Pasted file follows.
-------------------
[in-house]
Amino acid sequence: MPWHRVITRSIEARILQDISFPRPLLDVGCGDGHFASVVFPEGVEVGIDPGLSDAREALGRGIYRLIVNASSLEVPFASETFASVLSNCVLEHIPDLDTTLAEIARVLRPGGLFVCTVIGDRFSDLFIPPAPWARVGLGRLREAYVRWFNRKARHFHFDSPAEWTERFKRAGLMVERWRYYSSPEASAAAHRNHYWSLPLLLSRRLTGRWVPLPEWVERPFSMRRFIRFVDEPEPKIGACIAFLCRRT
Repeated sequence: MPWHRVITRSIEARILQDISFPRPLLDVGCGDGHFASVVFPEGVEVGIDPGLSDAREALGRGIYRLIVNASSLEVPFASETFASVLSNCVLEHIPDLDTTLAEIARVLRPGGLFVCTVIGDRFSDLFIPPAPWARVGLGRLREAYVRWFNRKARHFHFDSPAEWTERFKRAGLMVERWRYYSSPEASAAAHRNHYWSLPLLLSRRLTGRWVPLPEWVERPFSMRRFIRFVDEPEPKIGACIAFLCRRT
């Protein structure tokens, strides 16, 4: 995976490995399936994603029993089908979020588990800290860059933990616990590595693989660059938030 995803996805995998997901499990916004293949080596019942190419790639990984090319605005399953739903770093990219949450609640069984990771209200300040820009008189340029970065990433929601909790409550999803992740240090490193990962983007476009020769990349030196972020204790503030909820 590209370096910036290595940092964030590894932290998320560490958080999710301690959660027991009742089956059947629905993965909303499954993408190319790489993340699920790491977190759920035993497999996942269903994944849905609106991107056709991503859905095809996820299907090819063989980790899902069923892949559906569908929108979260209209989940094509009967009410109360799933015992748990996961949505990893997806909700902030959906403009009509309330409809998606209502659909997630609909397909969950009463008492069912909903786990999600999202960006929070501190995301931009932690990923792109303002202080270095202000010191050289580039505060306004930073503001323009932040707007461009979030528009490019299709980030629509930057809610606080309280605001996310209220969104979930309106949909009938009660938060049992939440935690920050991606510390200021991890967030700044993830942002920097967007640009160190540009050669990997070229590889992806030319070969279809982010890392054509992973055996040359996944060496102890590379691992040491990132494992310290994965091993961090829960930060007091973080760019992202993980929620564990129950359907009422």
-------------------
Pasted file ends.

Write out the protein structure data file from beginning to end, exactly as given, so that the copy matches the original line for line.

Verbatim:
[in-house]
Amino acid sequence: MPWHRVITRSIEARILQDISFPRPLLDVGCGDGHFASVVFPEGVEVGIDPGLSDAREALGRGIYRLIVNASSLEVPFASETFASVLSNCVLEHIPDLDTTLAEIARVLRPGGLFVCTVIGDRFSDLFIPPAPWARVGLGRLREAYVRWFNRKARHFHFDSPAEWTERFKRAGLMVERWRYYSSPEASAAAHRNHYWSLPLLLSRRLTGRWVPLPEWVERPFSMRRFIRFVDEPEPKIGACIAFLCRRT
Repeated sequence: MPWHRVITRSIEARILQDISFPRPLLDVGCGDGHFASVVFPEGVEVGIDPGLSDAREALGRGIYRLIVNASSLEVPFASETFASVLSNCVLEHIPDLDTTLAEIARVLRPGGLFVCTVIGDRFSDLFIPPAPWARVGLGRLREAYVRWFNRKARHFHFDSPAEWTERFKRAGLMVERWRYYSSPEASAAAHRNHYWSLPLLLSRRLTGRWVPLPEWVERPFSMRRFIRFVDEPEPKIGACIAFLCRRT
């Protein structure tokens, strides 16, 4: 995976490995399936994603029993089908979020588990800290860059933990616990590595693989660059938030 995803996805995998997901499990916004293949080596019942190419790639990984090319605005399953739903770093990219949450609640069984990771209200300040820009008189340029970065990433929601909790409550999803992740240090490193990962983007476009020769990349030196972020204790503030909820 590209370096910036290595940092964030590894932290998320560490958080999710301690959660027991009742089956059947629905993965909303499954993408190319790489993340699920790491977190759920035993497999996942269903994944849905609106991107056709991503859905095809996820299907090819063989980790899902069923892949559906569908929108979260209209989940094509009967009410109360799933015992748990996961949505990893997806909700902030959906403009009509309330409809998606209502659909997630609909397909969950009463008492069912909903786990999600999202960006929070501190995301931009932690990923792109303002202080270095202000010191050289580039505060306004930073503001323009932040707007461009979030528009490019299709980030629509930057809610606080309280605001996310209220969104979930309106949909009938009660938060049992939440935690920050991606510390200021991890967030700044993830942002920097967007640009160190540009050669990997070229590889992806030319070969279809982010890392054509992973055996040359996944060496102890590379691992040491990132494992310290994965091993961090829960930060007091973080760019992202993980929620564990129950359907009422």